May 4, 2013; Boston, MA, USA; Toronto Maple Leafs left wing Nikolai Kulemin (41) controls the puck during the first period in game two of the first round of the 2013 Stanley Cup playoffs against the Boston Bruins at TD Garden. Mandatory Credit: Greg M. Cooper-USA TODAY Sports

How Should The Leafs Value Nikolai Kulemin?

Quick trivia: Who were the two Leafs who finished in the top five in Relative Corsi Quality of Competition (minimum 10 games played) last season in the NHL? If you guessed Dion Phanuef and Nikolai Kulemin, you’re correct.

The first name to most Leafs fans would be obvious, but Kulemin’s to most would be an absolute shock. Kulemin has been with the Leafs ever since they drafted him with the 44th pick in the 2006 NHL Draft. He’s proceeded to contribute 175 points in 351 games, just about a half-point per game. As it stands today, Kulemin’s contract expires at the end of the 2013-2014 season. With the Leafs set to have as many as 6 UFAs in 2014 (Phil Kessel, Phanuef, Kulemin, Dave Bolland, Trevor Smith and Jay McClement), and 4 RFAs (Jake Gardiner, James Reimer, TJ Brennan and Joe Colborne), we could live in a world where the Leafs won’t be having Nikolai Kulemin on their roster in 2014-2015, which would be a shame considering he’s one of the Leafs’ best forwards, and a legitimate top-six and two-way forward on any NHL team.

The following are two different players’ even-strength stats (taken from from 2010 to 2013. Again with the guessing games, can you name the two players?





































The first row applies to Mr. Kulemin and the second row applies to Logan Couture. The relevance of this is Couture parlayed his production into a 5-year, $30 million deal from the San Jose Sharks. There are some things to note about this: One, Kulemin has not had the same opportunities that Couture has had, especially last season. Couture played 45 per cent of his shifts during even-strength play with Patrick Marleau, an all-star level centre. And two, Couture played 31.9 per cent of his shifts in the offensive zone, compared to Kulemin who only played a paltry 21.2 per cent, good for 13th-worst in the league among players with at least 300 minutes played.

Since his rookie year in 2008-2009, Kulemin has been one of the best forwards for Toronto. From 2009-2013, he ranks sixth in Corsi percentage, seventh in Fenwick percentage, fourth in even-strength points, third in even-strength goals, ninth in even-strength points-per-hour and eighth in Corsi-per-hour. He also ranked second in Rel Corsi QoC and second-last on the team in offensive zone start percentage during the lockout-shortened season.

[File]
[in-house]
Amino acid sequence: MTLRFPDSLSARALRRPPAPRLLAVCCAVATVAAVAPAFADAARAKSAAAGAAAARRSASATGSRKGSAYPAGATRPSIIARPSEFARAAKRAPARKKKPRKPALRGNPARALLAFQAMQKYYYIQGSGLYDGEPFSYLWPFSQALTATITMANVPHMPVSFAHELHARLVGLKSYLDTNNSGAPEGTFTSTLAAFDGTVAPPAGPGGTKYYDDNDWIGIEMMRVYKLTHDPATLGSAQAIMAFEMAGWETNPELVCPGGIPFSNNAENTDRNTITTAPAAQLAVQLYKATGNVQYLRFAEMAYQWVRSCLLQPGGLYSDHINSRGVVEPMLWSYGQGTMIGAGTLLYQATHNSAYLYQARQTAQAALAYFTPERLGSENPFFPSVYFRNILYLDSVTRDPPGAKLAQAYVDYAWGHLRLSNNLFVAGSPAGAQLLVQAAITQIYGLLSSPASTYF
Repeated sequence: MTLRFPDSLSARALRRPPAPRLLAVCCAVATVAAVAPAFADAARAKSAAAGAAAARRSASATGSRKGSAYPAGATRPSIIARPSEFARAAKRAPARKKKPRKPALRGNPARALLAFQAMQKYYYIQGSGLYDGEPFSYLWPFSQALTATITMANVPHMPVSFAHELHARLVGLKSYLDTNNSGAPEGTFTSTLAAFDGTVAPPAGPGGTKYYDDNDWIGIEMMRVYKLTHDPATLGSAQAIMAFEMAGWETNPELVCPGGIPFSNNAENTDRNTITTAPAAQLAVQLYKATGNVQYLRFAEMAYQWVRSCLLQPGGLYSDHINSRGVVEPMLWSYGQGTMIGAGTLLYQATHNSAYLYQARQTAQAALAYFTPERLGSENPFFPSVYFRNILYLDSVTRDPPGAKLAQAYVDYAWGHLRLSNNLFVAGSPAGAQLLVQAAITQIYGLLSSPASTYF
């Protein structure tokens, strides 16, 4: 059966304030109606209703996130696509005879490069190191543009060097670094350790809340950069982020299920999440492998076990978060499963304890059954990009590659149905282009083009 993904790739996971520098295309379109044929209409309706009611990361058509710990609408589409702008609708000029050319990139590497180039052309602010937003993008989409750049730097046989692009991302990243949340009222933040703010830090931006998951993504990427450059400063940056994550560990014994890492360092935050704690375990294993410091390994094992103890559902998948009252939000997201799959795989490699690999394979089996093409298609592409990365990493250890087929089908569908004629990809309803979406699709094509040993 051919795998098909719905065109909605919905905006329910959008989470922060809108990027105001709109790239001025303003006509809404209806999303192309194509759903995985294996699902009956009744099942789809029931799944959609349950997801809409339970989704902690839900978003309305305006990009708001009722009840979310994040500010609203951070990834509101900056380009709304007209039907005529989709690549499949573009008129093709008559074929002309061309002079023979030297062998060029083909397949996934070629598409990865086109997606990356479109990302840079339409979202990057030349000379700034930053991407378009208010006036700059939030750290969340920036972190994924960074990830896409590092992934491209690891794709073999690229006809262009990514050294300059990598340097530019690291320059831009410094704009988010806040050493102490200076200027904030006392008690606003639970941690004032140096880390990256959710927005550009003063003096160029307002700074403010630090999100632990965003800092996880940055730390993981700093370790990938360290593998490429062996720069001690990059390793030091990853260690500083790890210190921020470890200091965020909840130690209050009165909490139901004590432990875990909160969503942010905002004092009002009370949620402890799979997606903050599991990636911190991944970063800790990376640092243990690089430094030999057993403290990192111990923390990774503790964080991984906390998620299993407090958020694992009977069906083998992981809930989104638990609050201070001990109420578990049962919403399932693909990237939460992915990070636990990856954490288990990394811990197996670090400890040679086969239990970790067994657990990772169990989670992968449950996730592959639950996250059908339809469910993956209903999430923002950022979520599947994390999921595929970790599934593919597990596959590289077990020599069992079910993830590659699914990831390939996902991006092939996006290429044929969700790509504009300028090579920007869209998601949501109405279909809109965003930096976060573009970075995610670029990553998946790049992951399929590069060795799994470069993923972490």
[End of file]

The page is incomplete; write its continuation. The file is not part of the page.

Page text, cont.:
The Leafs deployed Kulemin in a defensive role alongside Mikhail Grabovski and McClement for the majority of the regular season, and his possession numbers suffered greatly as a result. Kulemin’s Corsi-per-hour and Fenwick-per-hour were by far the lowest of his career. His lack of power play time is another indicator as to why he struggled last season and the year before. During the 2011-2012 and 2012-2013 seasons, Kulemin only received 78 minutes of power play time compared to the 211 minutes he got under Wilson during the 2010-2011 season. Carlyle switched things up in the playoffs by playing Kulemin and Grabovski with James van Riemsdyk, and Kulemin bounced back as a result. He posted a Corsi Relative of 13.2 while placing ninth in Rel Corsi QoC. Kulemin also suffered from a tremendous lack of puck luck in the playoffs, finishing second-last on the team in PDO (on-ice save percentage plus on-ice shooting percentage) behind the one-and-only Mikhail Grabovski.

The Leafs were a terrible possession team last season and to be quite frank, most of their team statistics would point to a lottery team. During a year when the love-in for Randy Carlyle from the Toronto mainstream media was bordering on lunacy, they ranked dead-last in Corsi percentage, Fenwick percentage, offensive zone starts percentage, and shots against-per-hour in even-strength situations. The Leafs in many ways were a worse team than the Wilson-led team in 2011-2012. One of the key differences for the Leafs was goaltending and puck luck, things they didn’t get during their 2011-12 season where things like “effort” and “lack of defensive discipline” were the main narratives being spewed by fans and MSM. The Leafs ranked first in the league in even-strangth PDO, a huge jump from their 23rd ranking in 2011-2012. The Leafs also had very good goaltending during the 2013 season, ranking 15th in even-strength save percentage, a marked improvement from their 28th ranking the year before. It’s extremely unlikely that they can replicate the puck luck they received, and provided the Leafs don’t drastically alter their opportunistic offence and propensity for giving up a bunch of shots, the Leafs will likely be a lottery team.

Barring a return to his pre-Carlyle days, the odds of Kulemin being re-signed by the Leafs are not great. As the departures of Matt Frattin, Grabovski and Clarke MacArthur have shown, the Leafs have been willing to give up their best possession players in favour of bigger named players in Jonathan Bernier, David Clarkson and Bolland. Kulemin’s deal is set to expire at the end of the 2014 season and with the amount of free agents the Leafs will have to deal with, compounded with his decreased production since 2010-2011, Kulemin could be considered by Leafs’ brass a replaceable player. With the way the Leafs have been moulded to the preference of Randy Carlyle, Kulemin might fall in line with Frattin, Grabovski and MacArthur in talented two-way players who’ve been replaced by “grittier” and more “physical” players who the Leafs’ brass crave. The Leafs have been letting quality players leave for the longest time, and Kulemin come 2014 could be added to that list.

Tags: NHL Nikolai Kulemin Toronto Maple Leafs

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